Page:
This checklist highlights the key issues your business should consider when conducting a disciplinary procedure connected with misconduct or poor performance.
Why is it important to follow the Acas Code?
It can avoid a potential claim
The Acas Code of Practice on disciplinary and grievance procedures (Acas Code) was introduced to help businesses and employees deal effectively with issues of alleged misconduct or poor performance. When deciding whether an employee has been unfairly dismissed for misconduct or poor performance, an employment tribunal will consider whether your business has followed a fair procedure.
It can affect the level of compensation
If an employee’s claim is successful, but either your business or the employee has failed to follow the Acas Code, the level of compensation awarded can be affected:
- If your business unreasonably failed to follow the Code, the employment tribunal may increase the employee’s compensation by up to 25%.
- If the employee unreasonably failed to follow the Code, the employment tribunal may reduce their compensation by up to 25%.
How should misconduct or poor performance be handled?
You must investigate the issues
- Your business must carry out a reasonable investigation of the issue (for example, by conducting an investigatory meeting with the employee under investigation). Any investigatory meeting should not result in disciplinary action without a disciplinary hearing taking place first.
- If paid suspension is necessary during the investigation it should be as brief as possible and kept under review. You should clarify that this is not in itself a form of disciplinary action.
You should inform the employee of the issues in writing
- If there is a case to answer, your business should notify the employee in writing of the alleged misconduct or poor performance and its possible consequences in sufficient detail to enable them to respond at a disciplinary hearing. Any written evidence (for example, witness statements) should be provided to the employee.
- The disciplinary hearing should be held without unreasonable delay. However, you must ensure the employee has reasonable time to prepare their case.
- The notification should set out the time and place of the discilinary hearing and also the employee's right to bring a companion (a fellow worker or a trade union representative) to the hearing.
There must be a disciplinary meeting or hearing
- Your business should not make a decision to dismiss or take other disciplinary action without a disciplinary hearing or meeting taking place first.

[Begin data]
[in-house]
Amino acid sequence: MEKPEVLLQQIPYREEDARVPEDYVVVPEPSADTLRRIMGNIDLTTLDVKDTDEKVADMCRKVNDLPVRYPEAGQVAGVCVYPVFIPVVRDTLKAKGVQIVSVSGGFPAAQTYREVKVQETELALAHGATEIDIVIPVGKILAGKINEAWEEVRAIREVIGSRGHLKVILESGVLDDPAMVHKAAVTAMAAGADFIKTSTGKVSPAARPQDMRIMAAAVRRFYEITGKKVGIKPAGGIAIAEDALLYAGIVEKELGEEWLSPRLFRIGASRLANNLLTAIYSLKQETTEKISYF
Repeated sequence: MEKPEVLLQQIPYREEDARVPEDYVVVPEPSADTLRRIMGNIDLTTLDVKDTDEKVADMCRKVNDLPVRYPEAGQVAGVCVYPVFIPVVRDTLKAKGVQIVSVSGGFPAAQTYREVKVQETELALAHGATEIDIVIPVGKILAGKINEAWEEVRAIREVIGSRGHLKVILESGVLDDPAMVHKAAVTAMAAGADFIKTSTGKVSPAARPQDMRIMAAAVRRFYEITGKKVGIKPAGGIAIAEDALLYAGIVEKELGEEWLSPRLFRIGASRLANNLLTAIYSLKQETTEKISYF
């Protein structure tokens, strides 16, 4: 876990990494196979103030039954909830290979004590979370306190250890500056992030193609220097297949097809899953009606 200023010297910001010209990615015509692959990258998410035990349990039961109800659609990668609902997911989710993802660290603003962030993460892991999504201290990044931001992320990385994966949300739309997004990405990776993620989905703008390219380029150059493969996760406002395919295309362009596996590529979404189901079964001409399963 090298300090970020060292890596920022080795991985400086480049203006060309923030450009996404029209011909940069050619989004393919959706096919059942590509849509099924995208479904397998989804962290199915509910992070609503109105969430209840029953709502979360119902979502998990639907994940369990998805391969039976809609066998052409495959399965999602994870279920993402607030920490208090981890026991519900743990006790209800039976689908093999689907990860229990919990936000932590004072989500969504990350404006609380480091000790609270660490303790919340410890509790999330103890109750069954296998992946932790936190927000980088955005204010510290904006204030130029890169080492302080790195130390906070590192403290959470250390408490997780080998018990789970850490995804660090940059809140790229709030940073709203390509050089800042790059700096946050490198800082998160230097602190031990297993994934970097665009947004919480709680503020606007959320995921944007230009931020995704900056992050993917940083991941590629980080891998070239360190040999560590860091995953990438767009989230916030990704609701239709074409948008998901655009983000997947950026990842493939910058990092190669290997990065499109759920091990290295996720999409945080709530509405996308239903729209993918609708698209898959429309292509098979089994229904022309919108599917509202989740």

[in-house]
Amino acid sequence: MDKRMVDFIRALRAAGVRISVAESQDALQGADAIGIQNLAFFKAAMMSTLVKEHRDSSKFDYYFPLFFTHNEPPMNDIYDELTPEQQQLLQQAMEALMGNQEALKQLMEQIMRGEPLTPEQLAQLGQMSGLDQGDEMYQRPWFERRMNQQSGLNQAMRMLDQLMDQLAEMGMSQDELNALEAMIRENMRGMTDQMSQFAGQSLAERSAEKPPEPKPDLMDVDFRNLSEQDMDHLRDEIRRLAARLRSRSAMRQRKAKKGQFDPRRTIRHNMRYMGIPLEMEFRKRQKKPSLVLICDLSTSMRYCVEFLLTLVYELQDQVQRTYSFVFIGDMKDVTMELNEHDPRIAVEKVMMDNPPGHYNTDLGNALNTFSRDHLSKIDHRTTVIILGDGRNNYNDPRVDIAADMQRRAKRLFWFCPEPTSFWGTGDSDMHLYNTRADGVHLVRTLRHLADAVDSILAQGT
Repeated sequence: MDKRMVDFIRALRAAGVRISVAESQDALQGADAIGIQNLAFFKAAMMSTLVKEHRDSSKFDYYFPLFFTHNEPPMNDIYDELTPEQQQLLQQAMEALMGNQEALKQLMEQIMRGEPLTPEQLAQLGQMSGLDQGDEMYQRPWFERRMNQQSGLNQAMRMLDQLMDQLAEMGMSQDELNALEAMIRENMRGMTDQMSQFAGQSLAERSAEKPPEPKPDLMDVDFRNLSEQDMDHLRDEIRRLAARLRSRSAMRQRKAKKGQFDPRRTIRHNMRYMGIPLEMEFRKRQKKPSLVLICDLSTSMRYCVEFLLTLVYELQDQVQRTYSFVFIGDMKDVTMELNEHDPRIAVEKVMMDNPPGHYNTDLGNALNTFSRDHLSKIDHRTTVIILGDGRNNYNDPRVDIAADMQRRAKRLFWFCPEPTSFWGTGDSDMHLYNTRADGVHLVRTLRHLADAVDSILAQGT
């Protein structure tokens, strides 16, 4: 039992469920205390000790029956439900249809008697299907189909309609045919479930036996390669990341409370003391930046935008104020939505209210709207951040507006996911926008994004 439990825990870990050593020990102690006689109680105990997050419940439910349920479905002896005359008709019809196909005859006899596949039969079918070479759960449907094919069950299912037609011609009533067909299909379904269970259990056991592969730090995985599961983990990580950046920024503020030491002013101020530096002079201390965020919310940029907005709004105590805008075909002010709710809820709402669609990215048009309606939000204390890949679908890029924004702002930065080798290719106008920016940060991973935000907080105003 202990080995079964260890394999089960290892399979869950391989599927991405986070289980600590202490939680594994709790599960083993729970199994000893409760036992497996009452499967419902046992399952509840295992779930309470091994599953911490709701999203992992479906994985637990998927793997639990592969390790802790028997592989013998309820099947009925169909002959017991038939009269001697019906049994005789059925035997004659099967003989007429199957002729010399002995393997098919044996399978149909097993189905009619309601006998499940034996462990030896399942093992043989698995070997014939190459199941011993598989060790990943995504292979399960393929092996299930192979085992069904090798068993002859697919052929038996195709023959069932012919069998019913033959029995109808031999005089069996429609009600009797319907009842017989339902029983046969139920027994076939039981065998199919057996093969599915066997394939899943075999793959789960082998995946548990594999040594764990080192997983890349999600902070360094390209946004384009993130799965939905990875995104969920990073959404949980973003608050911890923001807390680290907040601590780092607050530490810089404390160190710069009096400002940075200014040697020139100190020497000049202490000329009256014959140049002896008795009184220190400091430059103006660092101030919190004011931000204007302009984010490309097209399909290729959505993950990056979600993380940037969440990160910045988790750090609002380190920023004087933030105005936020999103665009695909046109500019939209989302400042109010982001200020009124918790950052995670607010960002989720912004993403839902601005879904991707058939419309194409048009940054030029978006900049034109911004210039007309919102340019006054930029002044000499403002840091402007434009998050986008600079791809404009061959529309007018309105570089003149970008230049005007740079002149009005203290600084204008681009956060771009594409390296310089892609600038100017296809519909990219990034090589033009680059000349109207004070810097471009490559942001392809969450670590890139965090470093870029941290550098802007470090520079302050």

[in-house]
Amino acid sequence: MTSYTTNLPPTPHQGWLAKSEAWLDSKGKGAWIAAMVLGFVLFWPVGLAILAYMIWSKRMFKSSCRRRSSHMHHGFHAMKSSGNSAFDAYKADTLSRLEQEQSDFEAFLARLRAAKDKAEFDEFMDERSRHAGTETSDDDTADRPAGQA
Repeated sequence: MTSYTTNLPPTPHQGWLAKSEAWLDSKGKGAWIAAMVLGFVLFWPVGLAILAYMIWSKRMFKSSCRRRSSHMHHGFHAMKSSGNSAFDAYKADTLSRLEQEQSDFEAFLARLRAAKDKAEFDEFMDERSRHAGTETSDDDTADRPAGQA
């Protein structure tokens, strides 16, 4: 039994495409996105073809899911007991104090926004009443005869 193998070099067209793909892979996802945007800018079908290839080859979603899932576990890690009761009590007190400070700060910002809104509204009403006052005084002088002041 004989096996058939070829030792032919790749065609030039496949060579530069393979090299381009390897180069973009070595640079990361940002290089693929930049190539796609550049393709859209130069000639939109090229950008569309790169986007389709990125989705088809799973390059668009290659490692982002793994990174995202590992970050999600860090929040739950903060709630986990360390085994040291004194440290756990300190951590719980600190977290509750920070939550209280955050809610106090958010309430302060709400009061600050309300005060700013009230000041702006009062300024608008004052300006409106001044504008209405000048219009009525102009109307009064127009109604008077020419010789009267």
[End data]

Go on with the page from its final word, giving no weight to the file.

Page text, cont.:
- If the employee is persistently unable or unwilling to attend, without good reason, you are entitled to hold the meeting or hearing in their absence and make a decision on the available evidence.
- Either side should give advance notice of any witnesses they intend to call.
At the hearing:
- You should explain the allegations and go through the evidence;
- The employee should be allowed to set out their case and answer the allegations; and
- The employee should have a reasonable opportunity to ask questions, present evidence, call relevant witnesses and raise points about any information provided by your witnesses.
You should inform the employee of the decision in writing
After the hearing, your decision should be sent to the employee in writing without unreasonable delay. Written warnings should set out:
- The nature of the misconduct or poor performance.
- The improvement required.
- The timescale for improvement.
- How long the warnings will remain current.
- The consequences of further misconduct (or failure to improve) within that period.
- The employee’s right to appeal the decision and the procedure they need to follow to do so.
The employee has a right of appeal
- If the employee feels the disciplinary action against them is unjust, they should appeal in writing, specifying the grounds of their appeal.
- If they bring a tribunal claim without appealing, any compensation they are awarded may be reduced.
Practical steps for your business to take to improve your disciplinary procedures
- Involve employees in developing workplace procedures, and make sure those procedures are transparent and accessible to employees.
- Encourage managers to manage conduct and performance issues quickly and informally before they get to a formal disciplinary stage.
- Investigate issues thoroughly. Even if the employee has attended an investigatory interview, always hold a disciplinary hearing once all the evidence is available, and allow the employee to put their side of the story before making any decision.
- Keep written records, including minutes of meetings.
- Communicate decisions effectively and promptly, setting out your reasons.